4. Class Loader - Previously, it was possible to specify a non-binary class name to ClassLoader methods that take a String class name argument. This unintended behaviour was not compliant with the long-standing specification of class names. As of 1.5, parameter checking of these ClassLoader methods has been modified to comply with the specification, and any class name that is not a binary name is treated like any other unrecognized class name. Since the APIs that explicitly require or return class names (for example, Class.forName or Class.getName) use the binary name for reference types, it is unlikely that the typical user would have produced a class name that would have returned a Class.

    For more information, see the definition of binary name (at http://java.sun.com/docs/books/jls/second_edition/html/binaryComp.doc.html#59876) in the Java Language Specification, Second Edition (at http://java.sun.com/docs/books/jls/). Also see the evaluation of bug 4986512.

  5. Serialization - Changes in compiler-generated synthetics affect the default serial version UID, and therefore can cause serialization incompatibility when that UID is not explicitly overridden.

    For more information, see bug 4786115.

  6. Logging - Previously, the java.util.logging.Level(String name, int value, String resourceBundleName) constructor allowed a null name argument, but the parse method did not. In 1.5, the constructor now throws a NullPointerException when the name is null. The compatibility risk is mitigated in that you had to subclass Level to use this constructor and would get a NullPointerException when using a Level name of null for subsequent calls, except for simple calls such as toString.

    For more information, see bug 4625722.

  7. Apache - The org.apache classes, which have never been supported J2SE APIs but are used by the javax.xml package, have moved in 1.5 to com.sun.org.apache.package.internal so that they won't clash with more recent, developer-downloaded versions of the classes. Any applications that depend on the org.apache classes being part of the J2SE release must do one of the following to work in 1.5:

    • Code the application so it uses only the supported interfaces that are part of JAXP.

    • Download the org.apache.xalan classes from Apache.

    For more information, see bug 4740355.

  8. JAXP - The J2SE 1.4 platform included JAXP 1.1 (Crimson). The J2SE 1.5 platform includes JAXP 1.3 (Xerces). Crimson and Xerces are not simply different versions of the same codebase. Instead, they are entirely different implementations of the JAXP standard. So, while they both conform to the JAXP standard, there are some subtle differences between them.

    Although Crimson was small and fast, it was ultimately less functional than Xerces (an open-source implementation hosted at Apache). In addition, the JAXP standard has evolved from 1.1 to 1.3. These two factors combine to create compatibility issues.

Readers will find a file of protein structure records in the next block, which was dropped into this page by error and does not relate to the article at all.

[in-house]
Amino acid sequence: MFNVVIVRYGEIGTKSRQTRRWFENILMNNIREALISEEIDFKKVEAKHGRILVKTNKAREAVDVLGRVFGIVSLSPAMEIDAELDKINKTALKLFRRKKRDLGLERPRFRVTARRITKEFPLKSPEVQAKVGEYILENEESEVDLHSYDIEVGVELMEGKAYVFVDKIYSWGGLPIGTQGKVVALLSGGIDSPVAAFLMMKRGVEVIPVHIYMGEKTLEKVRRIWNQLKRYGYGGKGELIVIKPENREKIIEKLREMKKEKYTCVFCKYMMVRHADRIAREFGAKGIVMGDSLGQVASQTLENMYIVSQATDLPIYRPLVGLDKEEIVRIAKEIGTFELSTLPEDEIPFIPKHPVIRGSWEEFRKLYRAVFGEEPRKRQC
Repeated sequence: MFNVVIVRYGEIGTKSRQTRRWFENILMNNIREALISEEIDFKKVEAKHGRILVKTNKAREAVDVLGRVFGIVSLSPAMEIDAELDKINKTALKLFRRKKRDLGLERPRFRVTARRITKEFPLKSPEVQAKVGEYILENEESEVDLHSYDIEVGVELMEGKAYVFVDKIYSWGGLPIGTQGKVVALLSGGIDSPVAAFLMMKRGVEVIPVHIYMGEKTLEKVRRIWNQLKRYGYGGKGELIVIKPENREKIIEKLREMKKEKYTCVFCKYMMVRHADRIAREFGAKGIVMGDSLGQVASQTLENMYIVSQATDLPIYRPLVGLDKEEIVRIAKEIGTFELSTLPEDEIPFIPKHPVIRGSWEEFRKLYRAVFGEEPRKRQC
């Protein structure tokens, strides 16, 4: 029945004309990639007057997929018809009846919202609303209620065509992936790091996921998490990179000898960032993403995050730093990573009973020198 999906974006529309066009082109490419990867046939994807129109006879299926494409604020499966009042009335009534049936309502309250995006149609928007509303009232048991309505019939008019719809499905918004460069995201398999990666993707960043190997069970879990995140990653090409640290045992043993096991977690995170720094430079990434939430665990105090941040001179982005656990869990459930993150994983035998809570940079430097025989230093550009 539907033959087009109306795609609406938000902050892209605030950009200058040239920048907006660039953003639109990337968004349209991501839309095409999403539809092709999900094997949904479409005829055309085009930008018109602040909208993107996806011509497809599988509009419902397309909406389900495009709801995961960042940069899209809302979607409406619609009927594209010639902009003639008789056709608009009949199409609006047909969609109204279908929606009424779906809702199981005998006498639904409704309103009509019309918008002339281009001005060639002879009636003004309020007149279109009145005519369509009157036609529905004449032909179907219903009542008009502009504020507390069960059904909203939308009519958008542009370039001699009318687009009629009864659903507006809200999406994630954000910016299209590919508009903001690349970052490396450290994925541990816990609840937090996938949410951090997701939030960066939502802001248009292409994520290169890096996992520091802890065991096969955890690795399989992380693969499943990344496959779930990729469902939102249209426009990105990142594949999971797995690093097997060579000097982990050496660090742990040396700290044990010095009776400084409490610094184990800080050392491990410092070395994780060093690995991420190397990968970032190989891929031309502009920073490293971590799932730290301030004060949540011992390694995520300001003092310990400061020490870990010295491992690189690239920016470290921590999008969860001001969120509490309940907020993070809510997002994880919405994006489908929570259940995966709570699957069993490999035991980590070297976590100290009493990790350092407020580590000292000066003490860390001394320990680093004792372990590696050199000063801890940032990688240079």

For details, see the JAXP Compatibility Guide for 1.5 at http://java.sun.com/j2se/1.5.0/docs/guide/xml/jaxp/JAXP-Compatibility_150.html.

  9. JAXP - The J2SE 1.4 platform supported the DOM Level 2 API. The J2SE 1.5 platform supports the DOM Level 3 family of APIs. New methods have been added to DOM Level 3 interfaces, so some existing applications using DOM Level 2 will not be able to compile with the new interfaces.

    Many DOM Level 2 applications will run if DOM Level 3 is substituted for DOM Level 2 in the class path; however, a small number will encounter a NoSuchMethodException. Therefore, some applications will not have binary compatibility.

    For details, see the JAXP Compatibility Guide for 1.5 at http://java.sun.com/j2se/1.5.0/docs/guide/xml/jaxp/JAXP-Compatibility_150.html.

  10. JAXP - The J2SE 1.4 platform supported the SAX 2.0 API. The J2SE 1.5 platform supports SAX 2.0.2. In general, SAX 2.0.2 is a bug-fix release, with no API changes. However, a few clarifications done as part of SAX 2.0.2 release are possible compatibility issues:

    • ErrorHandler, EntityResolver, ContentHandler, and DTDHandler can now be set to null by applications. SAX 2.0 required the XML processor to throw java.lang.NullPointerException in this case. This change is relevant to the XML processor because most parsers react to null by restoring the default settings.

    • DefaultHandler is a default implementation class for various handlers including EntityResolver. The resolveEntity method implementation in DefaultHandler is now declared as throws IOException, SAXException. Previously it could throw only SAXException.

    • The addition of java.io.IOException to the list of exceptions thrown by the resolveEntity method is a source-incompatible change. Specifically, code that invokes resolveEntity might compile successfully with SAX 2.0 but fail compilation with SAX 2.0.2 because it needs to handle IOException along with SAXException.

    For details, see the JAXP Compatibility Guide for 1.5 at http://java.sun.com/j2se/1.5.0/docs/guide/xml/jaxp/JAXP-Compatibility_150.html.

  11. JAXP - Previously, Xalan was the default transformer. Since the Apache community has agreed to make XSLTC the default processor for developing XSLT 2.0, XSLTC is the default transformer as of 1.5. Compatibility risks include:

    • Xalan has bugs that XSLTC does not, and vice-versa. Application code that has taken Xalan bugs into account is likely to fail.